In many cases, a child’s special need is not detected before he starts schooling. However, vigilant parenting is a must for all children. To stay informed and on the right track, parents can acquire readily available lists of milestones for child development online. One example can be found here. However, parents must be careful and know that these milestones may not happen to the letter. While some may develop sooner, others may develop later. As long as they are reached within a period which is up to two or three months late, parents don’t need to be concerned. However, in case there is a more significant delay depending on the milestone in question or if more and more milestones are delayed, then the red flags should start popping up and it is recommended to ask a specialist. Usually, the first person to ask would be the child’s pediatrician. Moreover, parents need to know not to panic because that would negatively affect their child’s development.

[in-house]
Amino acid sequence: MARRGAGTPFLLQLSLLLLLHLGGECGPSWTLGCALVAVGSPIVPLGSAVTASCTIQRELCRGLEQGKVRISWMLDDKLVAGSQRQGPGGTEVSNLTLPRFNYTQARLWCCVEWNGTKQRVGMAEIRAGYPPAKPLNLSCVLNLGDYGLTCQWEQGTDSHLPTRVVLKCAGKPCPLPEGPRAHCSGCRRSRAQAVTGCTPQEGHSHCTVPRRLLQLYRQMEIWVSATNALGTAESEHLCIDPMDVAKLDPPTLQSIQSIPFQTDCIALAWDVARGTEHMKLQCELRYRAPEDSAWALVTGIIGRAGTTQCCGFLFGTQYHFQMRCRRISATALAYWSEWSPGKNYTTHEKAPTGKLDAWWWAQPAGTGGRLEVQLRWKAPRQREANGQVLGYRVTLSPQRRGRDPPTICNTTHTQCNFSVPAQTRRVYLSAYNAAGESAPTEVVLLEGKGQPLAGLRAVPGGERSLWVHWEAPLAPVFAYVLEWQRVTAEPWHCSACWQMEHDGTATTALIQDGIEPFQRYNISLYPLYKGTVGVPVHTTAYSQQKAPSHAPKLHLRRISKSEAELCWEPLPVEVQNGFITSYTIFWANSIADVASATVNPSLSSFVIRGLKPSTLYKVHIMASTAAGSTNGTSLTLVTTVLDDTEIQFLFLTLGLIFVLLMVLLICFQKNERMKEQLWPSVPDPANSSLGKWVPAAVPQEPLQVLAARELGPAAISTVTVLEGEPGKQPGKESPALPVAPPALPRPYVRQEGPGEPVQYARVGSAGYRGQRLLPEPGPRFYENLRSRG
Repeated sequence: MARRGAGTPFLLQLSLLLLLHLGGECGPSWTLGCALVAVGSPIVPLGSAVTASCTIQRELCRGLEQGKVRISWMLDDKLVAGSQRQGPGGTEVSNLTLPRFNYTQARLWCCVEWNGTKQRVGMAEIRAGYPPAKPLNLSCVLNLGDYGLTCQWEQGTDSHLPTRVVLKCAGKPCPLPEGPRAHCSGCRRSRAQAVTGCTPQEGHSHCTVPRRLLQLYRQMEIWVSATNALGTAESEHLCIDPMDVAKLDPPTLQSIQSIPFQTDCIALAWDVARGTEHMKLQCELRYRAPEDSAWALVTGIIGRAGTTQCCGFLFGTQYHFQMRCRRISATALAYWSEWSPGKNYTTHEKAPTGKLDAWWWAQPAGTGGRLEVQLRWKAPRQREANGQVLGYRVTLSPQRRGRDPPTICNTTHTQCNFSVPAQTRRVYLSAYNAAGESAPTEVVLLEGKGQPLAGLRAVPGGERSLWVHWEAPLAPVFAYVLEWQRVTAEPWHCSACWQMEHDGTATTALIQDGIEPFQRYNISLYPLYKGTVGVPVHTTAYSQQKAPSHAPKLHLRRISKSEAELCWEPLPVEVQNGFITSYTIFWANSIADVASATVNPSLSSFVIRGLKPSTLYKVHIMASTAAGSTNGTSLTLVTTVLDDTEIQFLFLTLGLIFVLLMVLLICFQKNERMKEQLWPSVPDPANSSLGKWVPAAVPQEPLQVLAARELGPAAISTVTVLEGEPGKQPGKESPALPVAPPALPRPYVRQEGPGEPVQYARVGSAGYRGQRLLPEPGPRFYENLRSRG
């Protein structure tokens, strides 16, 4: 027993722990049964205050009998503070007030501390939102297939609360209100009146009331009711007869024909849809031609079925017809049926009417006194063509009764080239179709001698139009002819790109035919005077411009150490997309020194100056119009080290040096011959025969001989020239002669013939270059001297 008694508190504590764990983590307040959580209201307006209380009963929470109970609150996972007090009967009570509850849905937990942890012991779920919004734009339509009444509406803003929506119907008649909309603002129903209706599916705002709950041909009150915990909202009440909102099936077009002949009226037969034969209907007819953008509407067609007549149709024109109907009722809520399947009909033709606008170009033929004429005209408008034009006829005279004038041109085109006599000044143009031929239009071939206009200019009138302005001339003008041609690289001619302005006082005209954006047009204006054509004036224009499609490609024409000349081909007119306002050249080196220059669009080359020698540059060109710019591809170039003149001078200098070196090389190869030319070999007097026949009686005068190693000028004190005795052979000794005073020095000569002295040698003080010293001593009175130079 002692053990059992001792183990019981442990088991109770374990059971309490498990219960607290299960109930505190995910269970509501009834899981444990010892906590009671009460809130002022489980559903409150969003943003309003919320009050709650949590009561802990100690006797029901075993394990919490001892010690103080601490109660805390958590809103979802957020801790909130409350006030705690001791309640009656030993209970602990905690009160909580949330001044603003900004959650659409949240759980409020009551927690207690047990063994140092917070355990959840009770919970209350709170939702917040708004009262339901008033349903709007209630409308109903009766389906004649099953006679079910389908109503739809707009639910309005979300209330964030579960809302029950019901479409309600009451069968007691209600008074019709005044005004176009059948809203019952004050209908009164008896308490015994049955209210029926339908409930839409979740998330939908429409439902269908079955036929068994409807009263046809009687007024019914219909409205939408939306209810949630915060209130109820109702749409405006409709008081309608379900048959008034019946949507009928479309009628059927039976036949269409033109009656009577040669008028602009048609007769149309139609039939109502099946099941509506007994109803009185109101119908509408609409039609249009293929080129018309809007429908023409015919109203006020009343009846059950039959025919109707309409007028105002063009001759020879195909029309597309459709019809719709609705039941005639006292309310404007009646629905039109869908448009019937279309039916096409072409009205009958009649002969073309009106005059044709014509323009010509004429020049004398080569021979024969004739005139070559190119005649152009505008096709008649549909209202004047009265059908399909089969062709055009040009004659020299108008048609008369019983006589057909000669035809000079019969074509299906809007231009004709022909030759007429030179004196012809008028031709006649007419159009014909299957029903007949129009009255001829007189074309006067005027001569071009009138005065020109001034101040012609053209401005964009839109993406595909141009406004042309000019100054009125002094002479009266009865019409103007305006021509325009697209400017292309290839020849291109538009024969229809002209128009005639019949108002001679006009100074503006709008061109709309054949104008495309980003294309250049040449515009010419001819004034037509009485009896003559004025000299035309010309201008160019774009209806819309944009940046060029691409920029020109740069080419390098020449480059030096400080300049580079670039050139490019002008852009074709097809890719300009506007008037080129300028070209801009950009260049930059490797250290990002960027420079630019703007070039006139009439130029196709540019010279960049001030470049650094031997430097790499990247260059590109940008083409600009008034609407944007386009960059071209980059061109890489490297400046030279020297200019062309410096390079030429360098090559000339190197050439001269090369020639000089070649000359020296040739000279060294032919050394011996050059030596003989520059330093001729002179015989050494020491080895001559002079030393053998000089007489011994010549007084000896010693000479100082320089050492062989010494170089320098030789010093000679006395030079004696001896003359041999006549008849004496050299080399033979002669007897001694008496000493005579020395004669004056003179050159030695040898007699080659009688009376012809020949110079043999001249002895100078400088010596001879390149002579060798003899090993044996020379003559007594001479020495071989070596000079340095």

In case a child crosses all milestones on time and makes it to school, parents need to do two things. For one, they need to remain vigilant. There are many factors which may affect or hinder a child’s development at school. He may be bullied or abused by others. Parents can know that something wrong is happening when they notice a sudden or gradual change in their child’s behavior or attitude. The second thing parents need to do is to stay in contact with teachers in order to remain informed about any problems the child or the teachers may be facing. In many cases, teachers may have noticed something but forgot to report it. This is not due to negligence on the part of the teacher, but to the fact that teachers may have to deal with huge numbers of students, which may lead to forgetfulness in some cases. However, when parents ask, the teacher will usually remember and report their concerns. Therefore, make sure to always ask the teachers if they notice something strange or wrong. This will not only help you detect special needs early on, but also to uncover potential threats to your child’s development.